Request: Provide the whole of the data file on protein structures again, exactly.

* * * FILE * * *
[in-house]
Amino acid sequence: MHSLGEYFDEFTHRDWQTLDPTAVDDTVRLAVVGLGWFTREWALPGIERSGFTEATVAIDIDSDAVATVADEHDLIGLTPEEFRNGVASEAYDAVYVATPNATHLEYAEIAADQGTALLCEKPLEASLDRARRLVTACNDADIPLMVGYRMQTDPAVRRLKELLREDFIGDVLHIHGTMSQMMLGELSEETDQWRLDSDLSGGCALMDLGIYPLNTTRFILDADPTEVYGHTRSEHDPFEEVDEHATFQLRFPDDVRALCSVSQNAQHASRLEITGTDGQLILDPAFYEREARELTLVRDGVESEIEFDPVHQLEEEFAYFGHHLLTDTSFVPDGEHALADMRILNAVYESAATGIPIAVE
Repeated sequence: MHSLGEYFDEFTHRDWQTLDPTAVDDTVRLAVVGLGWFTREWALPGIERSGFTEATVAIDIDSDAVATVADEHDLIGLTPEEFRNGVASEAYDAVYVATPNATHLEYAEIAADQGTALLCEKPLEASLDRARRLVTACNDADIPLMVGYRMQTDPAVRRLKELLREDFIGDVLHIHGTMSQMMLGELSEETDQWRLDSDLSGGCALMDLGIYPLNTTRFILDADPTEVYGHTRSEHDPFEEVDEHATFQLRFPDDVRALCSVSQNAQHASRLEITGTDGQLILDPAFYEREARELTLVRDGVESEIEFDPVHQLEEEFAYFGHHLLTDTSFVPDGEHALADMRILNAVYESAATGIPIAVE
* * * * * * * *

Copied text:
[in-house]
Amino acid sequence: MHSLGEYFDEFTHRDWQTLDPTAVDDTVRLAVVGLGWFTREWALPGIERSGFTEATVAIDIDSDAVATVADEHDLIGLTPEEFRNGVASEAYDAVYVATPNATHLEYAEIAADQGTALLCEKPLEASLDRARRLVTACNDADIPLMVGYRMQTDPAVRRLKELLREDFIGDVLHIHGTMSQMMLGELSEETDQWRLDSDLSGGCALMDLGIYPLNTTRFILDADPTEVYGHTRSEHDPFEEVDEHATFQLRFPDDVRALCSVSQNAQHASRLEITGTDGQLILDPAFYEREARELTLVRDGVESEIEFDPVHQLEEEFAYFGHHLLTDTSFVPDGEHALADMRILNAVYESAATGIPIAVE
Repeated sequence: MHSLGEYFDEFTHRDWQTLDPTAVDDTVRLAVVGLGWFTREWALPGIERSGFTEATVAIDIDSDAVATVADEHDLIGLTPEEFRNGVASEAYDAVYVATPNATHLEYAEIAADQGTALLCEKPLEASLDRARRLVTACNDADIPLMVGYRMQTDPAVRRLKELLREDFIGDVLHIHGTMSQMMLGELSEETDQWRLDSDLSGGCALMDLGIYPLNTTRFILDADPTEVYGHTRSEHDPFEEVDEHATFQLRFPDDVRALCSVSQNAQHASRLEITGTDGQLILDPAFYEREARELTLVRDGVESEIEFDPVHQLEEEFAYFGHHLLTDTSFVPDGEHALADMRILNAVYESAATGIPIAVE